Real World Crypto 2017: Day 2

Russell Haering - January 6, 2017

Yesterday I published my thoughts on some of my favorite talks from Day One of Real World Crypto 2017. The following are some highlights from Day Two.

0-RTT Key Exchange with Full Forward Secrecy

In recent years two desirable properties for transport security have come to prominence:

The first is Zero-RTT Key Exchange, which enables clients to securely send data to a server without waiting one or more round trips for a key exchange to complete. This is especially desirable for mobile applications where round trip times might be high. In short, it allows for much faster page loads.

The second is forward secrecy, which aims to prevent an attacker from recording an encrypted session, then later decrypting it if a long-term key is compromised. For example if an attacker recorded all traffic to a website, then was later able to steal that site’s TLS private key, without forward secrecy the attacker would be able to decrypt all of the recorded traffic.

These properties have generally seemed to be at odds with each other - if the server, using nothing but its private key, can decrypt the first message of a secure session, then an attacker in posession of that private key should be able to do so as well. Proposed models have typically involved the server updating its private key on a known schedule, and securely destroying the old one to prevent compromise. But these models must balance the size of the attack window (ideally the server would rotate its key as often as possible) against the realities of clock drift and message delays in the real world, and thus aren’t widely deployed.

In one of my favorite talks of the conferfence, Felix Günther presented a new key exchange protocol which is able to combine 0-RTT key exchange with full forward-secrecy. The paper doesn’t seem to be available yet, but the approach uses a scheme called Puncturable Encryption which allows the server to replace its private key with a new one which can decrypt any message that the previous key could, except for the most recent message. Thus if an attacker is later able to recover the then-current private key, they won’t be able to decrypt recorded messages. See the paper on Puncturable Encryption for more detail on how this works.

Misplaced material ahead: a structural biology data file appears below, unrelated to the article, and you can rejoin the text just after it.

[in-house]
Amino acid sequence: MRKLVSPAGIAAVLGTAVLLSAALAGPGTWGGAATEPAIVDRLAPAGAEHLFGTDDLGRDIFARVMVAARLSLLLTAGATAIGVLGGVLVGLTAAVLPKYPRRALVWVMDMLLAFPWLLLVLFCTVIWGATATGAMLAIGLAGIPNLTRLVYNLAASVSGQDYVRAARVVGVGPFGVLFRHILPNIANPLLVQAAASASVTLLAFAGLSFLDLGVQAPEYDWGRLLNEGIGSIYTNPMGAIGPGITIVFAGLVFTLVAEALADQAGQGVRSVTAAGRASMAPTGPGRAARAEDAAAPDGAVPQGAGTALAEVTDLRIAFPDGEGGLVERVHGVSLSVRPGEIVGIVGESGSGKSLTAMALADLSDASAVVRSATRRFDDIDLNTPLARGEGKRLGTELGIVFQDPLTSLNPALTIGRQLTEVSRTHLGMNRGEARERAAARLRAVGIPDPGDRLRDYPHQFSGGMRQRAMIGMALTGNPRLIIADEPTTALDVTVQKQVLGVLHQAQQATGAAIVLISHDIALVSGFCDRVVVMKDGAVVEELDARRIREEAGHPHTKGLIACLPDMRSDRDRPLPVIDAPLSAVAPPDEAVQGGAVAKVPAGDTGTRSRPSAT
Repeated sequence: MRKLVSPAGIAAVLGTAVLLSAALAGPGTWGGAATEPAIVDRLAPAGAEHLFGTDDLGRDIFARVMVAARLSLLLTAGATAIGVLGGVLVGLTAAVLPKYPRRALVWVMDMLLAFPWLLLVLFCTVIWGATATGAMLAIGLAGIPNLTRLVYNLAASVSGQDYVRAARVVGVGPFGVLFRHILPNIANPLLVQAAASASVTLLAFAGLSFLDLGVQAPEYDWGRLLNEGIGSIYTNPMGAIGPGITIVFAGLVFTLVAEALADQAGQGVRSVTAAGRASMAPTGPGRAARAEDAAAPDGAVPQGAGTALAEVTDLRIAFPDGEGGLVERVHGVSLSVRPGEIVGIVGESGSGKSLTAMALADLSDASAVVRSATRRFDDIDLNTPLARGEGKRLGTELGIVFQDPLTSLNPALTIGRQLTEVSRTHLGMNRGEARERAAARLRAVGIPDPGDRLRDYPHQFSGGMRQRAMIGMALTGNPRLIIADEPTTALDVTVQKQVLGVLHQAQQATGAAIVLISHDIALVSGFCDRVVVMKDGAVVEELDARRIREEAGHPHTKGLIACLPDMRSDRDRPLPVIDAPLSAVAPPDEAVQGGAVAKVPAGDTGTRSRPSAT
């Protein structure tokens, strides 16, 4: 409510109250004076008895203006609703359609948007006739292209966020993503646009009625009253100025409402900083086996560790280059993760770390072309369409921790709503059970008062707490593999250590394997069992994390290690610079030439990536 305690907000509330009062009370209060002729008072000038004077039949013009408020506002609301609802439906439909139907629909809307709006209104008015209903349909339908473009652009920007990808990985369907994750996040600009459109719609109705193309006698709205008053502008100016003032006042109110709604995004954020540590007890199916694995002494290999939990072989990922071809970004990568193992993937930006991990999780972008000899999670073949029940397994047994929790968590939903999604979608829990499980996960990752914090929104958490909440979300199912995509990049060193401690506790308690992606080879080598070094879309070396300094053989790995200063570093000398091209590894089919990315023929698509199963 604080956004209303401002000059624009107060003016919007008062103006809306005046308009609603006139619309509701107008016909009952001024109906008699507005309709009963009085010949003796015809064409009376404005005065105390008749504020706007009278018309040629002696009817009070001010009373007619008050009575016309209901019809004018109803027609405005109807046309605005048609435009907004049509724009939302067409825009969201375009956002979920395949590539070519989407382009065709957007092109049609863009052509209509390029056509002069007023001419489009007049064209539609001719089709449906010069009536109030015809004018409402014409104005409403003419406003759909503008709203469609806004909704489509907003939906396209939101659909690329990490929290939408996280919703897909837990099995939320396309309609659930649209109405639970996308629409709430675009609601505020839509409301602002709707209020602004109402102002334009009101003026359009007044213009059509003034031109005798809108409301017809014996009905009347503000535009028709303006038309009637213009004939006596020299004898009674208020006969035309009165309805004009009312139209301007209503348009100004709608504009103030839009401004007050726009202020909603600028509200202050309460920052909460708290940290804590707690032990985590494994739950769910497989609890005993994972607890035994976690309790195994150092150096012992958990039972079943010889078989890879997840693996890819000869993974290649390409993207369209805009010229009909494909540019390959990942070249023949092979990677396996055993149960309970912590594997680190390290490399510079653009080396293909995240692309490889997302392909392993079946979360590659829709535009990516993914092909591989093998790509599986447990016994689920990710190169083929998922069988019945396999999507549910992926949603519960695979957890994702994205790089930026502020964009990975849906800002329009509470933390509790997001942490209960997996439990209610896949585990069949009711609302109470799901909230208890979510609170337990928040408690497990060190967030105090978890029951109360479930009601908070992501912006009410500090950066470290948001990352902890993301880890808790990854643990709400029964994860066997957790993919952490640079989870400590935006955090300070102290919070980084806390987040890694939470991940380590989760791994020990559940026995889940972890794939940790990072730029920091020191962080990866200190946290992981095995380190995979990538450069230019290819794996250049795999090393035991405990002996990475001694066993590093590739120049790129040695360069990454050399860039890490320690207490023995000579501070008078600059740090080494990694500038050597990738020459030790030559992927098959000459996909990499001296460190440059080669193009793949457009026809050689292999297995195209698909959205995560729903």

Secure Multiparty Computation

Day two had two talks about secure multiparty computation - methods which allow two or more parties to jointly execute an algorithm over a set of inputs, without disclosing those inputs to one another.

In the first talk, Yehuda Lindell presented a relatively performant protocol for three-party computation, which is able to preserve the privacy of inputs even if one of the parties is malicious. Of particular interest to me, the protocol supports a client-server model: given a cluster of three servers, a client can split an input into three parts, and send one part to each server. The servers then jointly perform some arbitrary computation on the inputs and return the result to the client, without ever being able to see the plaintext of the input.

Yehuda and his co-authors demonstrated a Kerberos Key Distribution Center which had been modified to use their system for encrypting Ticket Granting Tickets. The resulting KDC was able to sign Ticket Granting Tickets at a rate of up to 35,000 per second on common server hardware - without any of the participating servers being able to see the user’s hashed password or the long-term key of the ticket granting server.

In the second talk, Ben Kreuter discussed his work on Secure Multiparty Computation at Google. He presented two systems that they have developed. The first of these systems allows businesses to compare the set of customers who have purchased a product with the set of people Google has shown an ad to, and to see the size of the intersection. The goal is to enable the business to understand how many customers are making purchases based on ad views, without either party disclosing the PII of their users to the other. The second system is an undeployed mechanism for aggregating predictive-keyboard models from user’s phones, while obscuring the model for any specific user.

The interesting thing about this talk was how Google’s approach differs from an academic one. The constraints of real world systems (especially ones involving mobile devices) make use of generic protocols for secure multiparty computation infeasible. Instead, the team at Google uses academic approaches to study the feasibility of a system, but develops purpose-specific approaches as needed.

Wrap Up

That’s it for day two! Check back soon for the final update and some closing thoughts on Real World Crypto 2017.


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